In a piece at the New York Magazine site, Matthew Hutson reviews evidence that overconfidence increases the confidence that others place in you. He cites a Berkeley study from 2012 that showed “that overconfidence increases one’s status. Subjects who overestimated their abilities at group tasks were more respected and influential in the group. It turns out, we tend to (over)use confidence as a useful proxy for competence - if you speak firmly, it sounds like you know what you’re talking about. People who showed more confidence, regardless of their actual ability, were judged to be more capable and accorded more regard by their peers.”
A more recent paper confirms and extend those findings. Researchers “showed subjects videos of actors playing subjects from a previous experiment. In the clips, the actors displayed either a medium or high amount of confidence during a group discussion, and subjects rated those displaying greater confidence as having more status (respect and influence) in the group. Then they were told the targets’ purported scores on a related task - they were in either the 47th or 91st percentile - and asked to rate them again. Even after learning the scores, subjects saw average performers as having higher status when they had lots of confidence than when their confidence matched their abilities.”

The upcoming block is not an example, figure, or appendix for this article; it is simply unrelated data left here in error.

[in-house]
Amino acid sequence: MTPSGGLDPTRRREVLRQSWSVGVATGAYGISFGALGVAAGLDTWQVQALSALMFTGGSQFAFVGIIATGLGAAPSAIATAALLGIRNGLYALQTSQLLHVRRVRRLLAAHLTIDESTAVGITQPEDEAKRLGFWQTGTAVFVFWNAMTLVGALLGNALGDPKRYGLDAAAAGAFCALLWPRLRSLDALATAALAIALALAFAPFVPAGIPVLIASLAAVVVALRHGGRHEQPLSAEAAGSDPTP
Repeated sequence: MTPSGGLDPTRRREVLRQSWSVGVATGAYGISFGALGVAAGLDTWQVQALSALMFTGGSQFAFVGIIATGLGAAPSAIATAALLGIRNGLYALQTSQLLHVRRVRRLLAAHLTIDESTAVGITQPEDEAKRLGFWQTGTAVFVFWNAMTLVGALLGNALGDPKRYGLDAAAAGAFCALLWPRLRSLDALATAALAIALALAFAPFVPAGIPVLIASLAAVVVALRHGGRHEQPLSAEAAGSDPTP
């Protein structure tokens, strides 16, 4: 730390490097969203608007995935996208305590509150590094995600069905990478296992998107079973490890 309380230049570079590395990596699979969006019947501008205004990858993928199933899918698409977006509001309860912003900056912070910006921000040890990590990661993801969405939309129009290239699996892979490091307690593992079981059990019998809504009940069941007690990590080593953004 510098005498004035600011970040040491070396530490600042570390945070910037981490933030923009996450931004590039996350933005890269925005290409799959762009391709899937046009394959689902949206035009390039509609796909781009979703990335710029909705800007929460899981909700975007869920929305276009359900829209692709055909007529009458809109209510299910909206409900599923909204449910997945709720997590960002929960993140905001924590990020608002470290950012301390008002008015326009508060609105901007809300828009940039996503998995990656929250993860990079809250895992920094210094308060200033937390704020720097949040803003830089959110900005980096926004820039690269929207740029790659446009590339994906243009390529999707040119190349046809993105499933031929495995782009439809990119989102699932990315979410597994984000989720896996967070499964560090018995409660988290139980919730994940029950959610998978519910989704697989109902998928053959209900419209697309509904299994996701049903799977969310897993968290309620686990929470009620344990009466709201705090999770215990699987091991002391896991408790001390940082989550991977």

They discovered that “greater confidence leads to greater peer-rated social skill and greater peer-rated task ability, regardless of actual ability. The researchers suspect that confidence increases leadership-like behavior, such as talkativeness and active engagement, and also reduces anxiety, which allows for more fluid interaction, and that these behaviors may make one seem more socially skilled.”
In a pinch, it seems, overconfidence makes a fair substitute for competence.